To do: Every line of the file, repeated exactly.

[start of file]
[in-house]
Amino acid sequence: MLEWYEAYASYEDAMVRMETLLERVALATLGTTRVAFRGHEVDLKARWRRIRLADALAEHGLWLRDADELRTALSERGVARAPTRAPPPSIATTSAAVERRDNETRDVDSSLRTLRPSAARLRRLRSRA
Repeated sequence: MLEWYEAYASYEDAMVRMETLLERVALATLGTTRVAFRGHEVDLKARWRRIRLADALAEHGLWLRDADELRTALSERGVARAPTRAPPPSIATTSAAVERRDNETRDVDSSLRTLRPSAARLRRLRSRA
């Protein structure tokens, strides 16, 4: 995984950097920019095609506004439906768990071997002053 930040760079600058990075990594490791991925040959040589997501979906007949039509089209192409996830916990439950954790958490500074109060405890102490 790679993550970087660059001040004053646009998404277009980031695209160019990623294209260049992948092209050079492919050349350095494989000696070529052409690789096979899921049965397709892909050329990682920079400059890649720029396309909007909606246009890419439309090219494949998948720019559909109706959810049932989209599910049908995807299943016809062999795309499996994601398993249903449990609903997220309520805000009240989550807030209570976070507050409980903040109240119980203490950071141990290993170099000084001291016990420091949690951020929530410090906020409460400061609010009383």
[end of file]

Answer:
[in-house]
Amino acid sequence: MLEWYEAYASYEDAMVRMETLLERVALATLGTTRVAFRGHEVDLKARWRRIRLADALAEHGLWLRDADELRTALSERGVARAPTRAPPPSIATTSAAVERRDNETRDVDSSLRTLRPSAARLRRLRSRA
Repeated sequence: MLEWYEAYASYEDAMVRMETLLERVALATLGTTRVAFRGHEVDLKARWRRIRLADALAEHGLWLRDADELRTALSERGVARAPTRAPPPSIATTSAAVERRDNETRDVDSSLRTLRPSAARLRRLRSRA
């Protein structure tokens, strides 16, 4: 995984950097920019095609506004439906768990071997002053 930040760079600058990075990594490791991925040959040589997501979906007949039509089209192409996830916990439950954790958490500074109060405890102490 790679993550970087660059001040004053646009998404277009980031695209160019990623294209260049992948092209050079492919050349350095494989000696070529052409690789096979899921049965397709892909050329990682920079400059890649720029396309909007909606246009890419439309090219494949998948720019559909109706959810049932989209599910049908995807299943016809062999795309499996994601398993249903449990609903997220309520805000009240989550807030209570976070507050409980903040109240119980203490950071141990290993170099000084001291016990420091949690951020929530410090906020409460400061609010009383």